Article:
2. wk of Feb. 6: Ann Marie’s blog:
    I totally agree the multitude of literacies is bewildering! The way you tied digital literacy with all its offshoots to multiple intelligences and all its offshoots does help contain the whole idea, but I wonder if there will be a limit to how many versions of digital literacies are to be coped with or if the idea will expand weekly?
    In the classroom, I would like to select a few literacy intelligences to become proficient in that will provide the most bang for my instructional buck - a few multi-purposed features I can use across multiple lesson-situations, and ones that will also be of most practical use to students outside the classroom, like for functioning within their government. My difficulty now seems to lie in which one of hundreds of digitial literacies to select to become proficient at (relatively easily and quickly). I don't even think I can make that choice at this time as I suspect I'm looking only at the part of the iceberg that is above water level!
    3. wk of Feb. 6: Theresa Dark’s blog:
    Hi Theresa,
    I also find it amusing that no two author scholars can agree on a single word meaning - if they ran the world nothing would get finished. I'm not sure there is a wide disparity between Yagelski's view of social writing and Ivanic/Clark's view of writing practice. Had Yagelski delved deeper into what he meant by writing in harmony with earth it may loosely jive with what I. & C. describe as the social nature of writing. Though, I don't think they really go too deeply into this aspect either, it feels to me more of a sidebar that leads into the meat of their objective: their proposed alternative practice differing from linear models.
    I. & C. spend a lot of time comparing the differing elements of their perspective to those of previous chaotic linear writing processes, and I think Yagelski would agree there is an unavoidable process of writing whether determined or indeterminate.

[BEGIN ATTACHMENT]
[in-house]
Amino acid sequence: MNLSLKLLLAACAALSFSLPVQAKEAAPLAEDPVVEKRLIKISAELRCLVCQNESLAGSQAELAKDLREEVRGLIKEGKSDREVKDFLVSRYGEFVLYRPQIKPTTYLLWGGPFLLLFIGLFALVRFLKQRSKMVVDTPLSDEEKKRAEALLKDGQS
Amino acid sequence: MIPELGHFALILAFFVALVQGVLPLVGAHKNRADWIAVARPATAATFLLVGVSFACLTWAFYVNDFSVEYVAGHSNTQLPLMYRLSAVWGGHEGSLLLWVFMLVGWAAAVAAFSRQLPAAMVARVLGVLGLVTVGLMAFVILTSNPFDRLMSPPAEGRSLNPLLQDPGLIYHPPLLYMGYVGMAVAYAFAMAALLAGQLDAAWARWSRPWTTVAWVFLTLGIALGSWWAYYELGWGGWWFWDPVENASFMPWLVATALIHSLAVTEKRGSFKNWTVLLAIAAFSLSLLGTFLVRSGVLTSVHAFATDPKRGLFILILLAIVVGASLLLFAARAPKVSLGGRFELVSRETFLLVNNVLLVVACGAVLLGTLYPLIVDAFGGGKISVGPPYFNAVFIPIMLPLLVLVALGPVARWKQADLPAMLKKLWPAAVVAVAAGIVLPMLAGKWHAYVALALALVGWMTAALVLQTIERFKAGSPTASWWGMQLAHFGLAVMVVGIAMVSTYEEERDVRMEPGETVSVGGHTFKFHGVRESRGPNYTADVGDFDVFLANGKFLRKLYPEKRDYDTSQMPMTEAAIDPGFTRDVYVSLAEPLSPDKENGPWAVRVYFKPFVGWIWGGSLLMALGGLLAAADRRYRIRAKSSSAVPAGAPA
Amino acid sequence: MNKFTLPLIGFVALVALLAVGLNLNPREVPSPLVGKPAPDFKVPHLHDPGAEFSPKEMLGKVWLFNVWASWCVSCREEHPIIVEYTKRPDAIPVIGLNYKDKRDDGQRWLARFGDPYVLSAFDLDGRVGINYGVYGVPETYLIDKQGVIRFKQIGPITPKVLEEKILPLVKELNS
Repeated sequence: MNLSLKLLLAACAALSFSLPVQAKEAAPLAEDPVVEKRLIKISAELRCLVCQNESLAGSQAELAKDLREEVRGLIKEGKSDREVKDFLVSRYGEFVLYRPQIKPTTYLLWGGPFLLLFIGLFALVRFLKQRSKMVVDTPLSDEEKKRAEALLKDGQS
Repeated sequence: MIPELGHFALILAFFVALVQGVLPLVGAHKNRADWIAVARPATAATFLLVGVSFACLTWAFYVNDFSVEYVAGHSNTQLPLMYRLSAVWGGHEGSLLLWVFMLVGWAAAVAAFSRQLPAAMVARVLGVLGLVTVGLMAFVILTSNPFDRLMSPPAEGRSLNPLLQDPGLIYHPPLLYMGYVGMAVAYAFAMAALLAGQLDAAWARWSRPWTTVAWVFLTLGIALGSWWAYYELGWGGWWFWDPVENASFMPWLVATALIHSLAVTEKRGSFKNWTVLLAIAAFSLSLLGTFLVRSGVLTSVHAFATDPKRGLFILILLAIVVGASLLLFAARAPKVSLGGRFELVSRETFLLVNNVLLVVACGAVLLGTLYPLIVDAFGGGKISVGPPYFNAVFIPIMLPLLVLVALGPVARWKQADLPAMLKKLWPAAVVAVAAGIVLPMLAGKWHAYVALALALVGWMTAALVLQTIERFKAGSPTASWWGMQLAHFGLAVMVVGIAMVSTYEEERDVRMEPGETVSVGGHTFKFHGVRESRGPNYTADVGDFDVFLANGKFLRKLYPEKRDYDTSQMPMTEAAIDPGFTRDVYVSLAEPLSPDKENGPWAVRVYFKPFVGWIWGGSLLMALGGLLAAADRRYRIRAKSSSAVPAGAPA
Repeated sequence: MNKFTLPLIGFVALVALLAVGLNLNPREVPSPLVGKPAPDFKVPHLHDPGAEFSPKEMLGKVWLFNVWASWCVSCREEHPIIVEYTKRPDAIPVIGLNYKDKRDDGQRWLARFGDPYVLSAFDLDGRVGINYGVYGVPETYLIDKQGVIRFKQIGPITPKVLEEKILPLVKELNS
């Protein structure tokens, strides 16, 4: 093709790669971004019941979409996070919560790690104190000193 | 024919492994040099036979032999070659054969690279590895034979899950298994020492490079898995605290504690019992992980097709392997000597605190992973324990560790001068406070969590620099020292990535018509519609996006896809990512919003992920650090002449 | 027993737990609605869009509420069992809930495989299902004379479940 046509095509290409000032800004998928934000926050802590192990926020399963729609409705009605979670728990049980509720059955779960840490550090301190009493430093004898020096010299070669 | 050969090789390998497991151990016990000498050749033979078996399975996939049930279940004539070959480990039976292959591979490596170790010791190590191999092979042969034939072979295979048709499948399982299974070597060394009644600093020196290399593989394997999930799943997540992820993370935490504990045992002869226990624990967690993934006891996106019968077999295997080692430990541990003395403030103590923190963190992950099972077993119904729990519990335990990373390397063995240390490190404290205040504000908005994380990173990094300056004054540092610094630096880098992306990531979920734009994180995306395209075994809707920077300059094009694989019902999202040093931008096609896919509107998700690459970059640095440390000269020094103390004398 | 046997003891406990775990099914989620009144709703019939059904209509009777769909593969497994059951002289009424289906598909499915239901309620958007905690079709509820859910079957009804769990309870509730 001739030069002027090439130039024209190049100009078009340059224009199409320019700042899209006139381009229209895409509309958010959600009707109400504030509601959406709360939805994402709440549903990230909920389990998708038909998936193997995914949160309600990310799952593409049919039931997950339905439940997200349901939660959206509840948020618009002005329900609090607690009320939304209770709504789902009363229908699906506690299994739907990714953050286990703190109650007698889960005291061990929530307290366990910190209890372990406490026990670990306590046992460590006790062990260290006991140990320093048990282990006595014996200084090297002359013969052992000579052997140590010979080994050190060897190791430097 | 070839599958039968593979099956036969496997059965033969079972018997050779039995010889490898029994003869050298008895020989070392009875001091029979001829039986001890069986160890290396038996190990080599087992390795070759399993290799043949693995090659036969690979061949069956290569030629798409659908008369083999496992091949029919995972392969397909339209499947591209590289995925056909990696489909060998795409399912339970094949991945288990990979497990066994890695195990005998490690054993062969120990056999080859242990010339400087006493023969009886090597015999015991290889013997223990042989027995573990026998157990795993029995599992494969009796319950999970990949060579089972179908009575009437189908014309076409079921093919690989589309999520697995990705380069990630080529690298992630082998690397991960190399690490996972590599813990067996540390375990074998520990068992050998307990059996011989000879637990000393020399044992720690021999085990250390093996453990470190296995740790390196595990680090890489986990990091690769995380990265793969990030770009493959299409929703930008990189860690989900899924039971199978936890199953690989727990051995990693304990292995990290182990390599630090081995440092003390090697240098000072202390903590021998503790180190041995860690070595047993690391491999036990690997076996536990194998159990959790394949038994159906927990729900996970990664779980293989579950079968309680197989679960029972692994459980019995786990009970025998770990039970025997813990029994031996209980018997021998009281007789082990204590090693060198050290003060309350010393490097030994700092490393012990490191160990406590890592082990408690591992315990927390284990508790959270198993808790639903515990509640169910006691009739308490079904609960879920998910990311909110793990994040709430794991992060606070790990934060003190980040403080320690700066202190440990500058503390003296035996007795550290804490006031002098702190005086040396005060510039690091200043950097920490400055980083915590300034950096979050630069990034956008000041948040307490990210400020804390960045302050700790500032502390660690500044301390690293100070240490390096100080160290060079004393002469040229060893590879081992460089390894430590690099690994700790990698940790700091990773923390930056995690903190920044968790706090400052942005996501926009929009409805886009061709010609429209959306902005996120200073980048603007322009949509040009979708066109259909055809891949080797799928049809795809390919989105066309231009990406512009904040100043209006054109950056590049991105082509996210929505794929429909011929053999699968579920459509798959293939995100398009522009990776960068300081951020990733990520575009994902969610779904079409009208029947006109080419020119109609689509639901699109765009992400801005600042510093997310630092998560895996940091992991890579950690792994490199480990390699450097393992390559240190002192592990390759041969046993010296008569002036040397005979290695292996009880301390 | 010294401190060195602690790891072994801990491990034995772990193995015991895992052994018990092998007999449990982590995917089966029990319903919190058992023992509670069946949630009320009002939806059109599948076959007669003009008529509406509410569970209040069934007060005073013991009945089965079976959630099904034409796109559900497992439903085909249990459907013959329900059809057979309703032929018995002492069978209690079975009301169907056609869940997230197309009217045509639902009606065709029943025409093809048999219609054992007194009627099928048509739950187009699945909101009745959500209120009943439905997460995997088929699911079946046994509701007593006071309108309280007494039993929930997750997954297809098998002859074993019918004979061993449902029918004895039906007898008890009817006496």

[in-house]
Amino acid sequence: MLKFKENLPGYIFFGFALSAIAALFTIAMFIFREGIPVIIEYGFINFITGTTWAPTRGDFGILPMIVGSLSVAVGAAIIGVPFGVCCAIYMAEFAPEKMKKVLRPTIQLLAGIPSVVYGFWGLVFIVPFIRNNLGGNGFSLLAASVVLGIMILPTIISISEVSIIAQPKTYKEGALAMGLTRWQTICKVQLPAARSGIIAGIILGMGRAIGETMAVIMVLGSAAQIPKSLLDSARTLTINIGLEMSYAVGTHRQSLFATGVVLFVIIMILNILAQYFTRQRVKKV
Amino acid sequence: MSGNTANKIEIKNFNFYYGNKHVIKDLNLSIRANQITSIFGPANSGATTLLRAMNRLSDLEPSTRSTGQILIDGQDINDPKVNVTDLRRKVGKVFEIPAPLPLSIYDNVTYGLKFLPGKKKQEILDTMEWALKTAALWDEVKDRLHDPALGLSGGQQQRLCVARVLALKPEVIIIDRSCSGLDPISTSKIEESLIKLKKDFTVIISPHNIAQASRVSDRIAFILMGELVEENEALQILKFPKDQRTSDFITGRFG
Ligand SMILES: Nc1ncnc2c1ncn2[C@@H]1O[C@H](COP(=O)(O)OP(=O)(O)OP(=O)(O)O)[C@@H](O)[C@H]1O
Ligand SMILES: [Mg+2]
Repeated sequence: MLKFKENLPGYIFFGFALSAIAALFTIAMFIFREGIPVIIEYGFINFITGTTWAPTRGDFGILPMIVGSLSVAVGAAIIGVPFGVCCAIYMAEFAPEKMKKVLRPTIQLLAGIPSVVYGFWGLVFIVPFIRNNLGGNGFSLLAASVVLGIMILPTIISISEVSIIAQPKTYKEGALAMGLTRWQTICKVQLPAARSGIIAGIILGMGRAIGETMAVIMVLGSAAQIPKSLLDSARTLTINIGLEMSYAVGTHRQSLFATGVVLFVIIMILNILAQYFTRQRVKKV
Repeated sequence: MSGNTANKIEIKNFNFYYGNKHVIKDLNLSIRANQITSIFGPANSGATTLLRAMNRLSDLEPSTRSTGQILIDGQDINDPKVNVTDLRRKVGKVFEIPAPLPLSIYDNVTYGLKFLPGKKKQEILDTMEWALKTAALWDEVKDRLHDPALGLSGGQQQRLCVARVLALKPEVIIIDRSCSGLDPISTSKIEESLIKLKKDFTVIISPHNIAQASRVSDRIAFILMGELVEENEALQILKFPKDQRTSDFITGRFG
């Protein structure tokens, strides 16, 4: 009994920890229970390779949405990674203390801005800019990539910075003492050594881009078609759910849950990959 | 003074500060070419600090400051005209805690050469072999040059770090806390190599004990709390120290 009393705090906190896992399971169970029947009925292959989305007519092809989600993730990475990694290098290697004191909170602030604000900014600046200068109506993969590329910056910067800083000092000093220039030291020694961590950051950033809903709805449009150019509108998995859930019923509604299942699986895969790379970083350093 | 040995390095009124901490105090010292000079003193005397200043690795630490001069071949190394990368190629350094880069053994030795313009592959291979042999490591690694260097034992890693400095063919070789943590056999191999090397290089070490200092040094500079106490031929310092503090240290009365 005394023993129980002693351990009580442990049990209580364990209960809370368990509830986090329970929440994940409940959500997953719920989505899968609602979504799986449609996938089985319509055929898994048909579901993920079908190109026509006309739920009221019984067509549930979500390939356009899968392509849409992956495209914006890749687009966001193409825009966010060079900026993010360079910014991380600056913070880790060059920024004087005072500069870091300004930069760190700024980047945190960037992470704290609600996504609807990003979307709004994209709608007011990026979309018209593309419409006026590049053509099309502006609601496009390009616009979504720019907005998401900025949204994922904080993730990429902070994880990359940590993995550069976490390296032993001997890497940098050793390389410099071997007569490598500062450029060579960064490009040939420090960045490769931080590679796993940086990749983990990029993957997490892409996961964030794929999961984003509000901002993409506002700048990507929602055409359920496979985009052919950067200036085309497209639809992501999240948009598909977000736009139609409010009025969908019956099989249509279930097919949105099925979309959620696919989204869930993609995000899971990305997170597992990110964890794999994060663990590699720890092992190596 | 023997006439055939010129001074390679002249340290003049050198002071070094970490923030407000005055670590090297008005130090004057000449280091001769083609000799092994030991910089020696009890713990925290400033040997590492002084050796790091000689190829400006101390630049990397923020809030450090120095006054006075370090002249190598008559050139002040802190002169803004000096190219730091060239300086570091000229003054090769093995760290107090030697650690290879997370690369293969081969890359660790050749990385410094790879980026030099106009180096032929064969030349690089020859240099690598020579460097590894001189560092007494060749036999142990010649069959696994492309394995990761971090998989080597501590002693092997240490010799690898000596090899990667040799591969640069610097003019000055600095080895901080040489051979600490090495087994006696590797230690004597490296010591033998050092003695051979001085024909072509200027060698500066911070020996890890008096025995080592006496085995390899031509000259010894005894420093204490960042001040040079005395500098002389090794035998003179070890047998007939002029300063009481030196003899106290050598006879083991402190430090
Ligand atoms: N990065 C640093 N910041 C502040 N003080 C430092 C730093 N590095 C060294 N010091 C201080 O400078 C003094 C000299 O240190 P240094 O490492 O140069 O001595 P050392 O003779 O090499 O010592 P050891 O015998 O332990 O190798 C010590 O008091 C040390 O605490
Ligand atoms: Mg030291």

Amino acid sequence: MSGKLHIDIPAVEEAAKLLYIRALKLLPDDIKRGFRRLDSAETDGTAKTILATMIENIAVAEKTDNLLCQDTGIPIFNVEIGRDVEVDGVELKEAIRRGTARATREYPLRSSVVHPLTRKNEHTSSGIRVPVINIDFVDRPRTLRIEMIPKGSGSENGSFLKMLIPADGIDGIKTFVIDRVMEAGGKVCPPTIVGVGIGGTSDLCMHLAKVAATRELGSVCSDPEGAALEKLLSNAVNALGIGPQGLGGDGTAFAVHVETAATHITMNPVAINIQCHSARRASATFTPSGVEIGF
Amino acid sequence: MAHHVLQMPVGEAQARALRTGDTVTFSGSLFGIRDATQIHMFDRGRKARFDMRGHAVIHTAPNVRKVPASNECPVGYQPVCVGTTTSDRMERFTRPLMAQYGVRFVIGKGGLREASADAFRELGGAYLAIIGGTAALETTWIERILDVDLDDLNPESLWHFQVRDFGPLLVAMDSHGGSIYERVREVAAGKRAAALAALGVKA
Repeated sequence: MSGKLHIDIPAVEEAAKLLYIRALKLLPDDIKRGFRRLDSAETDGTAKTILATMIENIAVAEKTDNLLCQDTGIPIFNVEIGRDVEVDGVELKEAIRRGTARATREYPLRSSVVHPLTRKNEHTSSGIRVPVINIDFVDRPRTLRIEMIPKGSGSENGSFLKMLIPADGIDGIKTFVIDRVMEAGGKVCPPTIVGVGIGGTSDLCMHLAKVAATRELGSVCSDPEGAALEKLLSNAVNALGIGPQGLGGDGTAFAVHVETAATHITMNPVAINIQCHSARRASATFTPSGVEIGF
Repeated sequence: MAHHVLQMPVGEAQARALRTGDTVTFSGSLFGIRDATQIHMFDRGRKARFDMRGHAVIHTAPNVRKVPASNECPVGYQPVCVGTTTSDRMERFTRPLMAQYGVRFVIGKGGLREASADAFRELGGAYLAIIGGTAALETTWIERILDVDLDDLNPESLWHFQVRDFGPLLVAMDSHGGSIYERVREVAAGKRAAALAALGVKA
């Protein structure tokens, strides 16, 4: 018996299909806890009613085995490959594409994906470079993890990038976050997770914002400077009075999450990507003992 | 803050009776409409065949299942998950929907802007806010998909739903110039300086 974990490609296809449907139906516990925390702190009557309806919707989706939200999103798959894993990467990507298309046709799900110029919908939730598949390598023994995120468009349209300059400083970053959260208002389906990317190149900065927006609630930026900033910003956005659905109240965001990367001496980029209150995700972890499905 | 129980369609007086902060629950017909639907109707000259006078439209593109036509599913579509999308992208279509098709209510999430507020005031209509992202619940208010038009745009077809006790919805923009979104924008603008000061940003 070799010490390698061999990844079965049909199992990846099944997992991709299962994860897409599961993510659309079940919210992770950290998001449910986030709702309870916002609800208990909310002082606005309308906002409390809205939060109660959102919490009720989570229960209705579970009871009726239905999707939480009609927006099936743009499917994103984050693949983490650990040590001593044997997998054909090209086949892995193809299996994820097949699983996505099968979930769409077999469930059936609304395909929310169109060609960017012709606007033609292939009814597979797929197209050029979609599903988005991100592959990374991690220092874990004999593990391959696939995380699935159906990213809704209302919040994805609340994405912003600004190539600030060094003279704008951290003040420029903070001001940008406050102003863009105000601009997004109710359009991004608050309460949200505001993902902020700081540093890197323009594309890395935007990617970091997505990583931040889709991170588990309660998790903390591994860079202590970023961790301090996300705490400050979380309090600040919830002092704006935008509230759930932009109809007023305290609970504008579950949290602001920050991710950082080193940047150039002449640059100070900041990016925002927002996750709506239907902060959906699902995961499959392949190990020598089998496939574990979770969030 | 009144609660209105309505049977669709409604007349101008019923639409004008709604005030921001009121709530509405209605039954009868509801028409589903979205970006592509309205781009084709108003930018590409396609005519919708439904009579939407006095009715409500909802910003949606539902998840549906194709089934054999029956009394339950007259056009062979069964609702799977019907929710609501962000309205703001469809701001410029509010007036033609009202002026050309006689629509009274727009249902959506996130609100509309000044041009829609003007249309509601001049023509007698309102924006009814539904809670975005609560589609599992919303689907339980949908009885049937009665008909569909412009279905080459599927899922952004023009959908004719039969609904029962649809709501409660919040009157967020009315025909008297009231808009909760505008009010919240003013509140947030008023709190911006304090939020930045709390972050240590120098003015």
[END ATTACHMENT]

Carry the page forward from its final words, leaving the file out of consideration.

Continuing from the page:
The chart is rather overwhelming, but, I think interesting. It responds to the ebb and flow nature of writing and helps to visualize something very difficult to explain. What I have difficulty with is the absence of methodology to instruction or assessment. Yes, it would be lovely and (maybe, maybe not) ideal if writing happened by natural process in social harmony, but really folks, circumstances of writing include purposeful writing more frequently than personal pleasure writing - which I should think would little require formal instruction. If writing scholars are circling the idea that instruction should be based on reality, I agree, but lets get a little closer to reality.
    4. wk of Feb. 13: Dawn Trueblood’s blog.
    Whew, for a minute I thought I might not find anyone responding to the New London Group piece! Idealistic - I wrote it reminded me of so many school mission statements, lovely, but really? At the end of mine I too wrote that changes will have to involve those outside education and most relevantly, students themselves. I also mention the noble, yet overwhelming responsibility, of placing these changes onto teachers to implement: who said (?), "You can't please all the people all the time" (No, not Mae West).
    I do like that they offer suggestions along with theory - so often it's just the theory, leaving me with the "great, now what"? I am interested in what curriculum development program the International Multiliteracies Project comes up with, but I probably won't unpack the rest of this article with "budding enthusiasm".